Next, State Representative Ryan Fattman (R-Sutton):

Before I talked to Charlie, I was completely unaware that income inequality was an issue. Heck, I even filed bills to eliminate the estate tax in Massachusetts. That tax generates over $200 million in revenue per year, even though it affects only about 1000 of the wealthiest estates. Now I get that what I was proposing was a massive transfer of wealth to the already wealthy and that we should be reducing income inequality instead of increasing it. Thanks, Charlie!

And finally, State Representative Jim Lyons (R-Andover)

Before I talked to Charlie, I was totally unconcerned about the children who are stuck in failing schools in our state. In fact, I regularly complained about the “yawning gap” between the large amount of money the state gives to the Lawrence schools (which are very poor) as compared to the schools in my district (which are not). Especially when you throw in my propensity for invoking ethnicity and immigration status at every turn, my comments about Lawrence might sound downright mean-spirited. But, thanks to Charlie, now I get it — equality of opportunity for all!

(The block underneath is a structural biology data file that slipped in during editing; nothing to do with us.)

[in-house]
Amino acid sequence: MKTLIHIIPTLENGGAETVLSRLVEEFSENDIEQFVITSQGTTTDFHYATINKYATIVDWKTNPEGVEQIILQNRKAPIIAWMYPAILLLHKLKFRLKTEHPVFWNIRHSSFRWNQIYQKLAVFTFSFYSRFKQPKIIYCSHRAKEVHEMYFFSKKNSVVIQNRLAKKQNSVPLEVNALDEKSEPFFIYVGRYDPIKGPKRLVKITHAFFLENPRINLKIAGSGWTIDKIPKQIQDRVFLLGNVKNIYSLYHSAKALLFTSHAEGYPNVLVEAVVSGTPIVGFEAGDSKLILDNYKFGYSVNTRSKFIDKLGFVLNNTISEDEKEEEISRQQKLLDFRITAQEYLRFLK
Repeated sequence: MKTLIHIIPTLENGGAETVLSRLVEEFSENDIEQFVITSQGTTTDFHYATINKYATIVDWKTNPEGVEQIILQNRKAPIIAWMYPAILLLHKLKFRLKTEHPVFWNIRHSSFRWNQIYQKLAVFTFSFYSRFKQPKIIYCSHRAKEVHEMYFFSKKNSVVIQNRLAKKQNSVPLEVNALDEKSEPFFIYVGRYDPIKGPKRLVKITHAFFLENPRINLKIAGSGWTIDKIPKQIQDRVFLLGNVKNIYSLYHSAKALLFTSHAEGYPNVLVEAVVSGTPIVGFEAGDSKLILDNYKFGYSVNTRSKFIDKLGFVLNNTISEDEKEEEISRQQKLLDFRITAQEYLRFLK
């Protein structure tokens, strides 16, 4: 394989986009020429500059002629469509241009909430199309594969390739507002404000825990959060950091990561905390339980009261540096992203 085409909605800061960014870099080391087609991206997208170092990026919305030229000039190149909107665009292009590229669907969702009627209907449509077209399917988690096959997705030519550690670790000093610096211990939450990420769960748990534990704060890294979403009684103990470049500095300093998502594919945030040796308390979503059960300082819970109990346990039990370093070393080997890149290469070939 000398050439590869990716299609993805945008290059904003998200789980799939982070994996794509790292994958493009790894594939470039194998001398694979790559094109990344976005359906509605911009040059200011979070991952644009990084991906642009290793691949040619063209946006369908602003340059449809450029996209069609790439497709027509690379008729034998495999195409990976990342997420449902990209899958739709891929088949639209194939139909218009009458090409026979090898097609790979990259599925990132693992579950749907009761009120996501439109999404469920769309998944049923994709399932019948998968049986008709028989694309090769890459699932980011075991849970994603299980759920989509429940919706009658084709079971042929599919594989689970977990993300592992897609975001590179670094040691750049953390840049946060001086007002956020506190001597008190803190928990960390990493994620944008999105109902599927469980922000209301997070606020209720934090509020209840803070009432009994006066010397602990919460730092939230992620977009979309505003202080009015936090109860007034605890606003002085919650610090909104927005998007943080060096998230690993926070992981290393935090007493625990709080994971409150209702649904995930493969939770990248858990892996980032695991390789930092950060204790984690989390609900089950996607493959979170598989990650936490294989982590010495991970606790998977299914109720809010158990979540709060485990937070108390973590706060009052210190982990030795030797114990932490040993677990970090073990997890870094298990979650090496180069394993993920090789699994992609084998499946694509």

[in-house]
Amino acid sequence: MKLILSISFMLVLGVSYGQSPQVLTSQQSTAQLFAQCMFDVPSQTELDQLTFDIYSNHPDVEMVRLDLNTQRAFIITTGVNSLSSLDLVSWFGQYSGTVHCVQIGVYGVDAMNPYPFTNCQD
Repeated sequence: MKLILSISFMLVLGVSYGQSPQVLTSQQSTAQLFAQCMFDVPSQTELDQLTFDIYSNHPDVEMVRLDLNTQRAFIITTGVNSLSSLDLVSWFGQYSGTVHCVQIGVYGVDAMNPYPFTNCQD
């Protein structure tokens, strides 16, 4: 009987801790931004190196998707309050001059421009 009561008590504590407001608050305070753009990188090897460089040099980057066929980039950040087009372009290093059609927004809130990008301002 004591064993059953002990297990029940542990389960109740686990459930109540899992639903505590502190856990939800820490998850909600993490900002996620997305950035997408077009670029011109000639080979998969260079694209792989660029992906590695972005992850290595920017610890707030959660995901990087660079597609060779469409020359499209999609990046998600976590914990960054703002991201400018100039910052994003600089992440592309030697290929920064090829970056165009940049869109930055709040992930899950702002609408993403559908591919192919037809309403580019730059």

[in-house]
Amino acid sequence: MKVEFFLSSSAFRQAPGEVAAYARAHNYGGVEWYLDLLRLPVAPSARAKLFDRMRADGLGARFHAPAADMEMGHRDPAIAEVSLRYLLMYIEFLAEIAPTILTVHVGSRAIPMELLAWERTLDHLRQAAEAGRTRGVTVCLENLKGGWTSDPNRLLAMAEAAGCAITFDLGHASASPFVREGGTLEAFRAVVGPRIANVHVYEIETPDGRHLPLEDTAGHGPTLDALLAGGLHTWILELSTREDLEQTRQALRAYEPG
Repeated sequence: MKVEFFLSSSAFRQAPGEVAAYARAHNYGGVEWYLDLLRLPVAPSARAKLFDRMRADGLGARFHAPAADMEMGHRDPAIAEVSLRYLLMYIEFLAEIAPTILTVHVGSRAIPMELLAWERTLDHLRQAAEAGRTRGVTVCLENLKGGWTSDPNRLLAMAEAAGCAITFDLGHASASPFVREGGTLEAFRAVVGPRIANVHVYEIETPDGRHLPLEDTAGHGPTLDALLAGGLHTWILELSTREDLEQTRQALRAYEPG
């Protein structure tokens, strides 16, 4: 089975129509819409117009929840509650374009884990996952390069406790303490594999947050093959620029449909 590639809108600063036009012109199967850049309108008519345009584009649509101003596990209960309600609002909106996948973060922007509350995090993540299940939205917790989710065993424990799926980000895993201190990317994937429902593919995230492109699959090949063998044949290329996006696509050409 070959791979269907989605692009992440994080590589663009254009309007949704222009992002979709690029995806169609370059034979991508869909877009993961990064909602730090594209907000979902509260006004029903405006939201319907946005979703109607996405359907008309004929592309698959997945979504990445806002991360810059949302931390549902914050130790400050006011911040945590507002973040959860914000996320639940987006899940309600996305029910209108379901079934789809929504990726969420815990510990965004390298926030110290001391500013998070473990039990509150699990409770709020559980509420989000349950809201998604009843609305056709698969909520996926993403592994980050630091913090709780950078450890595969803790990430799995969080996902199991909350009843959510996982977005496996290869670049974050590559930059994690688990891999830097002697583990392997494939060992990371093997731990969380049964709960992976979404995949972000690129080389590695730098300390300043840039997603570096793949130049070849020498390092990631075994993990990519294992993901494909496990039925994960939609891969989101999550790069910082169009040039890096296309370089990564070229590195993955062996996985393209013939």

Aren’t those testimonials compelling? And there are 25 more State Representatives with stories just like them. That’s looking like some real party unity.